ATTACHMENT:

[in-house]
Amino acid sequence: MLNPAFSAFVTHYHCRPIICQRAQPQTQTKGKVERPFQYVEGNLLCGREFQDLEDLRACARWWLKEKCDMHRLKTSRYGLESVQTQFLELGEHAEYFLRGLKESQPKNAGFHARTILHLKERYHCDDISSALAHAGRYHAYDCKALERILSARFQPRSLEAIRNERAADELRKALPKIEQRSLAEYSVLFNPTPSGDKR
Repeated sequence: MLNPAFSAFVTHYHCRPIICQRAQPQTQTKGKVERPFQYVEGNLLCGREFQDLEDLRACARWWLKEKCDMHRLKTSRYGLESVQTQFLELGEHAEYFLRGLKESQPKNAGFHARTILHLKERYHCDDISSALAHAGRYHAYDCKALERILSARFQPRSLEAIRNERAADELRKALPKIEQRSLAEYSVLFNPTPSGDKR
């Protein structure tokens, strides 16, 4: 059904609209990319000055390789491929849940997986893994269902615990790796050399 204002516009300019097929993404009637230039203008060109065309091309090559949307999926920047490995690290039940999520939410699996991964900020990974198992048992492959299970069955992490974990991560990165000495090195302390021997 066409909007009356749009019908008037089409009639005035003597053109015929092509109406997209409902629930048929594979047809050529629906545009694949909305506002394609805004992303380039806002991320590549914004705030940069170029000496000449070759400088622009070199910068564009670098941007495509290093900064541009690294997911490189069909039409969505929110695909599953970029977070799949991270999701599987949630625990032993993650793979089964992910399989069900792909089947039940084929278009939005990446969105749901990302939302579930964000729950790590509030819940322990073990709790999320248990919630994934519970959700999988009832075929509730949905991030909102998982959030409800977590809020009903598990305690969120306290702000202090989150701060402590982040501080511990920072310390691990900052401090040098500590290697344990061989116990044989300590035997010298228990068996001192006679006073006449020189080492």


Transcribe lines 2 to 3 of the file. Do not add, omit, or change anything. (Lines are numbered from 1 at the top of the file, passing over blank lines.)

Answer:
Amino acid sequence: MLNPAFSAFVTHYHCRPIICQRAQPQTQTKGKVERPFQYVEGNLLCGREFQDLEDLRACARWWLKEKCDMHRLKTSRYGLESVQTQFLELGEHAEYFLRGLKESQPKNAGFHARTILHLKERYHCDDISSALAHAGRYHAYDCKALERILSARFQPRSLEAIRNERAADELRKALPKIEQRSLAEYSVLFNPTPSGDKR
Repeated sequence: MLNPAFSAFVTHYHCRPIICQRAQPQTQTKGKVERPFQYVEGNLLCGREFQDLEDLRACARWWLKEKCDMHRLKTSRYGLESVQTQFLELGEHAEYFLRGLKESQPKNAGFHARTILHLKERYHCDDISSALAHAGRYHAYDCKALERILSARFQPRSLEAIRNERAADELRKALPKIEQRSLAEYSVLFNPTPSGDKR